Lumbar Epidural Steroid Injection
Your spine has three sections. The lower back or spine is known as the lumbar section and supports your body weight and enables you to perform basic movements like getting up, walking, bending, and lifting. The other two sections are the cervical and thoracic.
Unfortunately, pressure on the lower back makes it more susceptible to developing painful injuries over time. Lumbar epidural steroid injections might relieve this discomfort.
The lumbar spine consists of bones known as vertebrae. This spinal region is where the spinal column ends and leads into a final collection of nerve roots (cauda equina).
When the lumbar bones and surrounding disks, muscles, nerves, or soft tissues undergo injury or exposure to illness, they can:
- Become damaged.
- Impact surrounding parts.
- Result in lower back pain.
- Cause bothersome and potentially life-influencing symptoms.
Common Causes of Lower Back Pain
Lower back pain often results from several conditions that relate to lumbar problems, including:
- Herniated Disks – Herniated disks occur when vertebrae-protecting disks develop an injury. Often this leads to pressure placed on neighboring nerves.
- Spinal Stenosis – Spinal stenosis results when open spaces in the spinal region narrow. As this space decreases, pressure is placed on nerves and other nearby components.
- Degenerative Disk Disease – As you age, lumbar disks gradually lose protective cushioning and flexibility. This natural degradation of disks results in a higher risk of damage or even complete breakage. Illnesses like osteoarthritis could also impact disk health.
- Sciatica – Lower back pain can come from damage or weakening of the sciatic nerve. The sciatic nerve travels down your lower back to your hips, buttocks, and legs.
- Risk Factors – Your chances of developing one of these conditions increases if you are:
- Middle-aged or older.
- Have a job requiring you to move awkwardly or place consistent and repetitive pressure on your lower back.
- A participant in a sport or leisure activity where physical contact or violent movements occur.
- Have to remain stationary for long periods of time.
You are also at higher risk if you have arthritis or other illness impacting your bones, muscles, and soft tissues.
Besides lower back discomfort, lumbar spine-impacting injuries could lead to:
- Pain spreading to other regions, such as the thighs, hips, and legs.
- Discomfort that worsens when making specific movements or increasing activity.
In more severe instances, you might experience mobility issues.
If not properly identified and treated, you might develop potentially permanent issues like nerve damage.
Your doctor will perform a physical exam and ask questions to understand your symptoms better. These may include:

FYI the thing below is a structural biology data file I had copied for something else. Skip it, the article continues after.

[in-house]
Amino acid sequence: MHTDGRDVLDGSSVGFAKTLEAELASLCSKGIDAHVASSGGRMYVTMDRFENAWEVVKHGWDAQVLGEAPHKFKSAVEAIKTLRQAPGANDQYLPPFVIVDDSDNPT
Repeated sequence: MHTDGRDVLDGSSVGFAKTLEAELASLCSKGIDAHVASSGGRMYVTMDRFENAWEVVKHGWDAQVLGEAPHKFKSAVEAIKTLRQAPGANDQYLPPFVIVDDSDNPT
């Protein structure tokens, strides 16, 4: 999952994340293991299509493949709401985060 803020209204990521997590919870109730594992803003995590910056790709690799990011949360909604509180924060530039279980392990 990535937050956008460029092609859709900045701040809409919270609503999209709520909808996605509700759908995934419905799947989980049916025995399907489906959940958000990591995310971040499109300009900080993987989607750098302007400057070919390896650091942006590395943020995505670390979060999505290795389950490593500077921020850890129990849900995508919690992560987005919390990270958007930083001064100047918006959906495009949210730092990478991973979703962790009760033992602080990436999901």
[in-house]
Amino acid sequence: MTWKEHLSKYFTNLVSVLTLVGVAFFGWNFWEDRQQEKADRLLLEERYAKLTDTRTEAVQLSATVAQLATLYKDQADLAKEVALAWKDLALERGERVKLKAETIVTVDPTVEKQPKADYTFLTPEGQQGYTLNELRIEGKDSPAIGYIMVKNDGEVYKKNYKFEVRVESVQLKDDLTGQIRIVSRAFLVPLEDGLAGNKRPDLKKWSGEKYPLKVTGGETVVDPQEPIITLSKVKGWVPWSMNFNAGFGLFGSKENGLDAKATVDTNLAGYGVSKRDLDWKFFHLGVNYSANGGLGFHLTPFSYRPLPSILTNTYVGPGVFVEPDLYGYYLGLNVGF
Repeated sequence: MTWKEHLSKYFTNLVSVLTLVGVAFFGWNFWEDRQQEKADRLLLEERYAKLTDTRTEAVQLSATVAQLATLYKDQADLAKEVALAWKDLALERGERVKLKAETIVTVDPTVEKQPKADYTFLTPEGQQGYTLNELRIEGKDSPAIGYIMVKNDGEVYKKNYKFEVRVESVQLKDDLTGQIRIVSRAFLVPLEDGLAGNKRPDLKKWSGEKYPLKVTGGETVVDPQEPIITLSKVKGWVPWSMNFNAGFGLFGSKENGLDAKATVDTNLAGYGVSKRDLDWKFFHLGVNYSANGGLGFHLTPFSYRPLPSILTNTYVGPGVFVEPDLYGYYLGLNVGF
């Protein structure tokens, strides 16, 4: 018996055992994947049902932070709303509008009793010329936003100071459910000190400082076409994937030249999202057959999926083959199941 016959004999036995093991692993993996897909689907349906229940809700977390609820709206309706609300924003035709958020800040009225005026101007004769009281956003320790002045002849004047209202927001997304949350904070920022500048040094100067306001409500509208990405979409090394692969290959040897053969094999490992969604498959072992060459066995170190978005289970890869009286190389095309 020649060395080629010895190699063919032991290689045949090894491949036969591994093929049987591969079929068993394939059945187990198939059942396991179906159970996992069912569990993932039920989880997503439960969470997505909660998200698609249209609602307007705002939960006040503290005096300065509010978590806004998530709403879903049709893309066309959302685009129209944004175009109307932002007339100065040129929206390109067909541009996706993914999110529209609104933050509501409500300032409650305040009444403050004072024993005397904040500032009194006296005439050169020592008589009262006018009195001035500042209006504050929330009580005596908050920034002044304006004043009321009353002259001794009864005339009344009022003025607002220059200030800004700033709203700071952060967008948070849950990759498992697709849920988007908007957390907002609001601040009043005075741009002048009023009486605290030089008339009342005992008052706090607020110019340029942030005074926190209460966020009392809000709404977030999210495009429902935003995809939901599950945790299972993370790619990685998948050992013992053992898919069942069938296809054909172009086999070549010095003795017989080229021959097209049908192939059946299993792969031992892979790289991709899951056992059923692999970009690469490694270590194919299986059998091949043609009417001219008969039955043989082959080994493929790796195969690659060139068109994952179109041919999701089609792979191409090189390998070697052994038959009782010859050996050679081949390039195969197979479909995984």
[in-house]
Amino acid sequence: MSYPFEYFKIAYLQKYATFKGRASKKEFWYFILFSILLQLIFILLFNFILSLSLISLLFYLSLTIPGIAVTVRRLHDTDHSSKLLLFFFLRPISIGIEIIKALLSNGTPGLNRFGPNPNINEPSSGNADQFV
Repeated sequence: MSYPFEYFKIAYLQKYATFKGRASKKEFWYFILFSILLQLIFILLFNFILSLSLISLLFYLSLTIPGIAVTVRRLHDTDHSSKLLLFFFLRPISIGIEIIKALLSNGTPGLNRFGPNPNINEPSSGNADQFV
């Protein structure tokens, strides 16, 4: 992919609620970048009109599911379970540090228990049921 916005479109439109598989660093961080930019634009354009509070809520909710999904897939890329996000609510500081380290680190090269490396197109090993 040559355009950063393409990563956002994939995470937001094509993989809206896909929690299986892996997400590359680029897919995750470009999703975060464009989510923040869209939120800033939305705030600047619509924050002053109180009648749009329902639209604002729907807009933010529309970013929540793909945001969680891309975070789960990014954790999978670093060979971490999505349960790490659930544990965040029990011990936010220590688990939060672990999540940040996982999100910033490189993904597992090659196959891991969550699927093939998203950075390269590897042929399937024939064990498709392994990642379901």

- When did your pain begin?
- Where do you feel the discomfort most?
- Do any actions worsen your symptoms?
- Are you employed in a physically demanding job or participate in contact sports?
After asking these questions, your physician will check your lower back and look for noticeable abnormalities. Unfortunately, most conditions impacting the lumbar region require an X-ray or MRI.
Lumbar Epidural Steroid Injection
During this procedure, doctors administer steroids into the space surrounding your spine and surrounding nerves, known as the epidural region.
Lumbar epidural steroid injections can be performed using one of three major approaches:
- Caudal Route – Surgeons administer the injection into your lower back through the lower part of your epidural space. This is the most direct and simplest method of application.
- Transformational Route – Doctors inject steroids close to irritated nerves. This technique is considered to be the most precise.
- Interlaminar Route – Steroids are injected into the back of your spinal region. This method enables the medication to flow freely into the intended epidural spaces.
Following the procedure, most patients experience benefits like:
- Pain reduction.
- Decrease in inflammation.
- Improvement in mobility.
- Less reliance on over-the-counter or prescription medications.
The relief from these benefits can eliminate or delay the need for more aggressive treatment like surgery.
Surgeons caution you not to consume any food or beverages for at least eight hours before your scheduled procedure time. The injection itself is usually done in an outpatient facility. You will likely be asked to prove that you are not driving yourself home and have an alternate method of transportation before being discharged.
It is important to disclose all medications you take in advance of the procedure. This is because certain drugs might increase your risk of complications.
What to Expect after Lumbar Epidural Steroid Injection
Following discharge, you are advised to return home, relax, and refrain from strenuous activities. Typically, you can return to work the next day if your job does not require heavy lifting.
If side effects occur, they are usually mild. The most common is slight soreness or discomfort at the injection site. You might find relief by using ice packs.
You may notice pain reduction in as little as an hour or two following the shot. Pain relief is usually felt anywhere from three to five days post-injection.
Lasting pain reduction happens in approximately half of injection patients. Other factors might affect the process’s effectiveness, such as health, weight, physical fitness level, the condition causing your lower back pain, and the severity of the issue.
Injections can be re-administered on future occasions.
Talk with your Florida Orthopaedic Institute physician today to learn more about lumbar epidural steroid injection.